Well, not Christmas, but Christmas shopping. Leaving the house to buy gifts that I can ill -afford for people who don't really need anything.
JR is off for the evening - sleeping over a friend's house. Friend's mom e-mailed me "Enjoy your evening." How do I say that I never really enjoy my evenings without JR? Even when being with him means we are procrastinating by hanging out on the couch watching yet another Disney comedy on TV instead of ... shopping, paying bills, cleaning, unpacking, whatever chore I could be doing that arguably is more necessary than spending time on the couch with my son. I still prefer being with him and I never prefer these nights when he is out of the house (no matter how many DVR'ed episodes of Top Chef or Project Runway I can watch uninterrupted).
So I have a free evening and Christmas is no longer weeks or days away but hours. Yet for more than half the folks on my list I have no present. The presents I do have are unwrapped.
Still I procrastinate.
I think I spent the first year or so after Joe's death in denial. Denial about the state of the family finances. Denial about the depth of my grief. I really thought that I was an "expert" in grief, having lost so many family members (nana, grandmother, mother, father, youngest brother). So I never expected that this loss, the loss of my husband, of JR's father, would be so outrageously difficult.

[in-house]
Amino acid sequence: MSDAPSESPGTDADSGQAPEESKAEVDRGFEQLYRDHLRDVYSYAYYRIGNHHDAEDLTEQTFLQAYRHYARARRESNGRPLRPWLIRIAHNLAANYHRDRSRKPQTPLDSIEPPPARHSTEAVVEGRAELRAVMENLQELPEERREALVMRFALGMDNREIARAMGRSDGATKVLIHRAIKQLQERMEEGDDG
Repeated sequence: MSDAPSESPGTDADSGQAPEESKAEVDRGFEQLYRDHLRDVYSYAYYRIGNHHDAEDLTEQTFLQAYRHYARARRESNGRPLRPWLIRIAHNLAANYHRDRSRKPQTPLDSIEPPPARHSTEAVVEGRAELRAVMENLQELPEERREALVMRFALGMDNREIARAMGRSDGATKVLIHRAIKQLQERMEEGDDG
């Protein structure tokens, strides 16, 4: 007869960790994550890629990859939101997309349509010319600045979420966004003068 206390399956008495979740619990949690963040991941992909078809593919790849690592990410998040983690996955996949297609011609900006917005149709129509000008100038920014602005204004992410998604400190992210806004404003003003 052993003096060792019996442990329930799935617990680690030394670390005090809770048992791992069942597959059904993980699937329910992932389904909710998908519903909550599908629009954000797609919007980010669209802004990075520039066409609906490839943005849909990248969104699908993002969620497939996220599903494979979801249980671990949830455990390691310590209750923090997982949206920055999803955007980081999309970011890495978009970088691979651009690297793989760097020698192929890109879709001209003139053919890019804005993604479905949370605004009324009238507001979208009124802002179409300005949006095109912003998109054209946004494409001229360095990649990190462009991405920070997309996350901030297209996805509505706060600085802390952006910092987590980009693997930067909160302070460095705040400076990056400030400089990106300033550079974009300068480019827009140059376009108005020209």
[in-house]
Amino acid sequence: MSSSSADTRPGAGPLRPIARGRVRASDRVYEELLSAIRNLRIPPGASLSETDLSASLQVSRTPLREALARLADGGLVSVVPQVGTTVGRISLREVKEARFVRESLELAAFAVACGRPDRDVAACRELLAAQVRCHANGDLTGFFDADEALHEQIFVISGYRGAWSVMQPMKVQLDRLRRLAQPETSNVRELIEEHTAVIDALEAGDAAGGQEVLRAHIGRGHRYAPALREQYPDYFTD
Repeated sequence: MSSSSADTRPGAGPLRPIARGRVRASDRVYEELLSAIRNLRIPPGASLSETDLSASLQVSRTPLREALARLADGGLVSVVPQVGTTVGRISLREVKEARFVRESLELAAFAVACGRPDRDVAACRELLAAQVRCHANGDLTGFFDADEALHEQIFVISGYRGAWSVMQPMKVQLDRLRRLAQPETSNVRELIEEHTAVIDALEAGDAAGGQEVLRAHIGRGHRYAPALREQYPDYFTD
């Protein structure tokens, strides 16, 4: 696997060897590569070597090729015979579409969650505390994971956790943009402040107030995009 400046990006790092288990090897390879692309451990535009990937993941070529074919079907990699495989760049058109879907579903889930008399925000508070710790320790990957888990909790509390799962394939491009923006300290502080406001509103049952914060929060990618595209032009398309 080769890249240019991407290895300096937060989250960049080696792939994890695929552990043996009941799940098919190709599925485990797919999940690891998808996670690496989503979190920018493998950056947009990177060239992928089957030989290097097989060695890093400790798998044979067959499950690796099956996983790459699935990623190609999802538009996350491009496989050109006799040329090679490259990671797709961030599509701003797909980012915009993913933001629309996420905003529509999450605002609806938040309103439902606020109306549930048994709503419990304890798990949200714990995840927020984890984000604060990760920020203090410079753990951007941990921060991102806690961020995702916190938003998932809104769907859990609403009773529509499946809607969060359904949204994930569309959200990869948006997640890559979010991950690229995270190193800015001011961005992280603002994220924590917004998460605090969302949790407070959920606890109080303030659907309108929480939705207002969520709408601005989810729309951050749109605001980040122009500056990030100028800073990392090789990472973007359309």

I work so hard at keeping up appearances. Everything is fine. We're doing great. Look at JR. He's happy. He has tons of friends. You would never know there is a hole in our family.
And mostly, I am great at this deception. I have so many friends and such a great social life and yet, tonight, my evening without JR when I should be off shopping for gifts, I am sitting here in tears, with no idea who I could even call.
Tomorrow morning I will go to the office. I will leave early and head off to the stores and somehow finish the list. I will meet up with JR and his babysitter. I will argue with JR about appropriate clothes for the evening. We will go to see the Nutcracker with Joe D's cousins, who care for us and take care of us. We will watch the daughter of one of Joe D's best friends dance in two of the dances. Then I will come home and frantically wrap presents. Christmas Eve will be filled with Joe D's family and with church. There will be lots of food. We will eat many, many dishes of fish. Presents will be exchanged. I will beg off early because we need to go home and get ready for Santa. JR will go to sleep. My co-worker and her son will come and help me set up JR's big present.
Christmas morning will arrive. Santa will have arrived. There will be magic, then disappointment. No dog, no signed Babe Ruth baseball, no hot tub. None of those big ticket items on the list that never did get sent to Santa. Maybe the in-laws will come to see the tree. Then dinner at my co-workers. Then on Monday, lunch at my cousins' house - where JR can play with her little ones and my aging aunt, a religious sister, will have a chance to see everyone.
And everyone I see will think that I am fine. And that this is a Merry Christmas.
But it is not.